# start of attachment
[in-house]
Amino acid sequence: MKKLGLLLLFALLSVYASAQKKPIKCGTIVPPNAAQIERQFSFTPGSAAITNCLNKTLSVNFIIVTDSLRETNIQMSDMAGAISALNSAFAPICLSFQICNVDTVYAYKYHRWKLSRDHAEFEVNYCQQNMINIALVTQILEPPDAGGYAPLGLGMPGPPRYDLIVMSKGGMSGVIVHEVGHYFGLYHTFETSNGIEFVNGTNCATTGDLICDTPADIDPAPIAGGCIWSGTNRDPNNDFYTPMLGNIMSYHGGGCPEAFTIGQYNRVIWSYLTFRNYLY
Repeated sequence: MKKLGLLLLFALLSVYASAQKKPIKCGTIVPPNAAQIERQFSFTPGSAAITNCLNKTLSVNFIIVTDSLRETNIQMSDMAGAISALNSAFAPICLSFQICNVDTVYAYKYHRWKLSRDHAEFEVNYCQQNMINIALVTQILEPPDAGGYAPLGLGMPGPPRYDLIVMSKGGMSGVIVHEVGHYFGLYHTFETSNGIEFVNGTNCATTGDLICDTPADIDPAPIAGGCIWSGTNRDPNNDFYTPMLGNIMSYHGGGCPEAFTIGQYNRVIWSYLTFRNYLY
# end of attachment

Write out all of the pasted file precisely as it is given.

[in-house]
Amino acid sequence: MKKLGLLLLFALLSVYASAQKKPIKCGTIVPPNAAQIERQFSFTPGSAAITNCLNKTLSVNFIIVTDSLRETNIQMSDMAGAISALNSAFAPICLSFQICNVDTVYAYKYHRWKLSRDHAEFEVNYCQQNMINIALVTQILEPPDAGGYAPLGLGMPGPPRYDLIVMSKGGMSGVIVHEVGHYFGLYHTFETSNGIEFVNGTNCATTGDLICDTPADIDPAPIAGGCIWSGTNRDPNNDFYTPMLGNIMSYHGGGCPEAFTIGQYNRVIWSYLTFRNYLY
Repeated sequence: MKKLGLLLLFALLSVYASAQKKPIKCGTIVPPNAAQIERQFSFTPGSAAITNCLNKTLSVNFIIVTDSLRETNIQMSDMAGAISALNSAFAPICLSFQICNVDTVYAYKYHRWKLSRDHAEFEVNYCQQNMINIALVTQILEPPDAGGYAPLGLGMPGPPRYDLIVMSKGGMSGVIVHEVGHYFGLYHTFETSNGIEFVNGTNCATTGDLICDTPADIDPAPIAGGCIWSGTNRDPNNDFYTPMLGNIMSYHGGGCPEAFTIGQYNRVIWSYLTFRNYLY